Grapefruits are not my favourite fruit. How many of you, when I mention grapefruit, are pulling a face as you think about how they taste? I’m going to go out on a limb here and guess that the vast majority of you are in the “it tastes terrible” corner rather than the “I eat one for breakfast every day” one (it’s a little ironic that its botanical name means "fruit of paradise.”) Yet here I am to tell you that this bitter tasting fruit is a great source of the nutrient known as folic acid, which, research suggests, may enhance brain health!
Nutrients are chemical substances in food that body cells use for growth, maintenance and repair. The six main types of nutrients are: water, carbohydrates, lipids, proteins, minerals and vitamins.
You may have heard of folic acid (folate, folacin), especially if you or someone you know has been pregnant. It’s a type of B vitamin also named vitamin B9. Many vitamins help catalyze metabolic reactions—the chemical reactions that take place within each cell of a living organism. Some vitamins, like folic acid, are essential nutrients, meaning that the body cannot make them in sufficient quantity to meet its needs. You can’t make folic acid on your own, so you have to get it from eating food.
Folic acid benefits everyone because it:
- helps to synthesize DNA and RNA, your body's “building blocks”
- aids in rapid cell division and growth
- helps produce healthy red blood cells (deficiency of folic acid can lead to the production of abnormally large red blood cells, a condition known as megaloblastic anaemia)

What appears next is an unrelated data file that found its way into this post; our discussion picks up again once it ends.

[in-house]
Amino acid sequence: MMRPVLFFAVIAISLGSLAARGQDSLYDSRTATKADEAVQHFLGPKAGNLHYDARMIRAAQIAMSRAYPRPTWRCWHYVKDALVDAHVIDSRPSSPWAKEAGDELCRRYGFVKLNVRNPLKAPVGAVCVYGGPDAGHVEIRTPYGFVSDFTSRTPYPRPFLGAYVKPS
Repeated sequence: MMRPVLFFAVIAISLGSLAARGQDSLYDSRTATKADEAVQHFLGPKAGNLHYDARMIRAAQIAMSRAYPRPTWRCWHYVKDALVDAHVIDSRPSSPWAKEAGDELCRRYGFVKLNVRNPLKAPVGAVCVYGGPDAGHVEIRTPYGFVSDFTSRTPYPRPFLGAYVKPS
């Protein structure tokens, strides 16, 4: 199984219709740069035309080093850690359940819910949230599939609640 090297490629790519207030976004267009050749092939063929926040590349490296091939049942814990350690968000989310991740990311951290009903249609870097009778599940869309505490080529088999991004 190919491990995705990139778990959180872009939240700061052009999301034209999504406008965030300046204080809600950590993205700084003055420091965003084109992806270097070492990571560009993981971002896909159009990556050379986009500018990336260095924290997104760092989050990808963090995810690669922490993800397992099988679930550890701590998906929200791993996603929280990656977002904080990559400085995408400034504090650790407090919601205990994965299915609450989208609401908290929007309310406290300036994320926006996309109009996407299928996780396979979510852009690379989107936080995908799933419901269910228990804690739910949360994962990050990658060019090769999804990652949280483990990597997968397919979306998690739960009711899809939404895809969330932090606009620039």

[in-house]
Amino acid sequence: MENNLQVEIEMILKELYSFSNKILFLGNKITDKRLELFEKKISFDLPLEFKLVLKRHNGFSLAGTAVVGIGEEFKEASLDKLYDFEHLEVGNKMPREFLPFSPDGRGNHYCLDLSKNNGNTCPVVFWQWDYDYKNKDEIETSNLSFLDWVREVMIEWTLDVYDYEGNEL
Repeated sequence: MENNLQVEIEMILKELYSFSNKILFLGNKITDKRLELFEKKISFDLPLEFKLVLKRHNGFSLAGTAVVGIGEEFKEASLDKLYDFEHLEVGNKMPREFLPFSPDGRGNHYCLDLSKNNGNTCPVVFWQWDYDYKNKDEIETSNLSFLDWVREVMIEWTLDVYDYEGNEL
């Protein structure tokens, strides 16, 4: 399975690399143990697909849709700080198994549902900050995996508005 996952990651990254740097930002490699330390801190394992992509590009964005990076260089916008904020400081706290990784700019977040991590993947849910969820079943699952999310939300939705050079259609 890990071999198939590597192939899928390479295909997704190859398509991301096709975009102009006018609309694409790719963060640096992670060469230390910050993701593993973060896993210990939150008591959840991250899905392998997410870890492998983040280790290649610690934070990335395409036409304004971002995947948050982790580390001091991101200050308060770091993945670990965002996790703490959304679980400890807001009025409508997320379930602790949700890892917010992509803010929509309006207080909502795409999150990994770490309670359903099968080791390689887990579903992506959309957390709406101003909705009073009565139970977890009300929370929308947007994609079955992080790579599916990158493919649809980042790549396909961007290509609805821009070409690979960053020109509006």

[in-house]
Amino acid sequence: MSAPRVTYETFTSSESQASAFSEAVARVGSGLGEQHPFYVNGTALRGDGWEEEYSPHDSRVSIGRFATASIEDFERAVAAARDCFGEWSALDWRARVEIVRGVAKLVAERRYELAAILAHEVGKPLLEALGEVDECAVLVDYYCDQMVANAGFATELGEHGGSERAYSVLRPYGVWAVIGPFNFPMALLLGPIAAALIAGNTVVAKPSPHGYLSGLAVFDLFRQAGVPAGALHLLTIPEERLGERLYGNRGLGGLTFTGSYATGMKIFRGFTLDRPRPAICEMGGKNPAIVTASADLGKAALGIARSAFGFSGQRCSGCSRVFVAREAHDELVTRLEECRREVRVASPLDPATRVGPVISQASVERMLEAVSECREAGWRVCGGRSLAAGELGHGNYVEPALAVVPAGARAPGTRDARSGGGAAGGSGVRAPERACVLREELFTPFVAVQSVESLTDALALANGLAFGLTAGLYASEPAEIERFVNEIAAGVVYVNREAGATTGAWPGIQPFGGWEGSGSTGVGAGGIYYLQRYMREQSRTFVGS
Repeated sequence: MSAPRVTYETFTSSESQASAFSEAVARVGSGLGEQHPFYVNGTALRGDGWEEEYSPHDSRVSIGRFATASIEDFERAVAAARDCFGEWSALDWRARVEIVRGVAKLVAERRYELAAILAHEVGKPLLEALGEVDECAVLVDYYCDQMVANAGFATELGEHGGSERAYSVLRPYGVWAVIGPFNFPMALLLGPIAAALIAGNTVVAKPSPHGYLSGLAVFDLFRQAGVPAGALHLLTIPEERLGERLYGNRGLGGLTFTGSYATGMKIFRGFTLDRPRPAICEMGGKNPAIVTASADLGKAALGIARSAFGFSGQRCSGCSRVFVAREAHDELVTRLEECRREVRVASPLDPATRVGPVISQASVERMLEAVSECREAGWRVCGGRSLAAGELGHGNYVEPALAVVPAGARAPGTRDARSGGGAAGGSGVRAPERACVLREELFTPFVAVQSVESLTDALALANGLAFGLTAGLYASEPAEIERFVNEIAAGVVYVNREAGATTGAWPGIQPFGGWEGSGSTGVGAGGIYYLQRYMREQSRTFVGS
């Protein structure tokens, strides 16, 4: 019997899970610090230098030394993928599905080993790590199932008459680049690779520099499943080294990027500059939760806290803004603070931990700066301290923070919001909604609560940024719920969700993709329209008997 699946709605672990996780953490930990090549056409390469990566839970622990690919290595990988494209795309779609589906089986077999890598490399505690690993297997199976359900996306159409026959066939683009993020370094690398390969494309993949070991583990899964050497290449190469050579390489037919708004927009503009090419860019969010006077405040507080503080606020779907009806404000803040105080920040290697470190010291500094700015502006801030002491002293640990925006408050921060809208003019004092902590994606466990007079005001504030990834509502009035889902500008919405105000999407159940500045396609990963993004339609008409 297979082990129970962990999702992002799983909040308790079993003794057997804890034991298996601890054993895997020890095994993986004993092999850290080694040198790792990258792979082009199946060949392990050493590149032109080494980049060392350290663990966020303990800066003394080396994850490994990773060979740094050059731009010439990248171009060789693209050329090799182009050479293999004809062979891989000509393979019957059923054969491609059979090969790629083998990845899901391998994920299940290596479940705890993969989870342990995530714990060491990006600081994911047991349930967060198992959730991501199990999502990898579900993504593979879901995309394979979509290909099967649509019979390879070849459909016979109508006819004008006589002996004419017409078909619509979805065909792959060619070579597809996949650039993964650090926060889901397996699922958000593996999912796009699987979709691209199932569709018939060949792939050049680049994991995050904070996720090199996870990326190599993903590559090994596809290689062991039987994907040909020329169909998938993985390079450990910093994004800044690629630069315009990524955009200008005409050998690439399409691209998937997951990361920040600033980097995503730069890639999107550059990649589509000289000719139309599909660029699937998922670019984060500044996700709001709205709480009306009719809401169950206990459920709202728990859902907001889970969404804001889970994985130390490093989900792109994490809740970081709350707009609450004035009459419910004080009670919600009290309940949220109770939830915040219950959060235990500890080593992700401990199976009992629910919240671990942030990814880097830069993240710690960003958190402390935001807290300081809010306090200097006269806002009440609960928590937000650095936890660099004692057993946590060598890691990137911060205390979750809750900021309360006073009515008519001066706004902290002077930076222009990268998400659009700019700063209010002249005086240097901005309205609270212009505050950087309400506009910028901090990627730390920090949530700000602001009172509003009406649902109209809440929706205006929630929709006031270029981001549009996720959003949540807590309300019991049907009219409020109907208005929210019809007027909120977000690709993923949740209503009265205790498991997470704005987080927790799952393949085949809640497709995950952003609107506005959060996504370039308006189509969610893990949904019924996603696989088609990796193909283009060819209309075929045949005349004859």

Health Organizations usually stress how important it is for pregnant women to have enough folic acid in their diet. Research has shown it helps prevent major birth defects (neural tube defects, including spina bifida and anencephaly).
Like it or not, we are all aging and our bodies naturally respond to the changes that accompany growing older. Research on brain dysfunction as a result of aging has shown that folic acid deficiency can lead to a further decrease in cognition, the mental abilities and processes related to knowledge.
However, before you race out to buy yourself a grapefruit, let me mention that they might also have negative effects. Organic chemical compounds called furanocoumarins are produced by many plants, grapefruits included, as a defense mechanism against predators. Furanocoumarins can increase or decrease the bioavailability of certain prescription drugs, meaning you might end up with more or less of the drug that you need in your bloodstream.
Grapefruit furanocoumarins change drug effects by supressing the action of some enzymes, the biological catalysts, which would usually change the drug into a form your body can use. This could have a severe, sometimes fatal, interaction. Two enzymes called CYP3A4 and CYP3A5 are known to be significantly affected by even small amounts of grapefruit juice in many people. If you’re currently taking medication, you should check with your doctor if you’re worried about furanocoumarins affecting your health.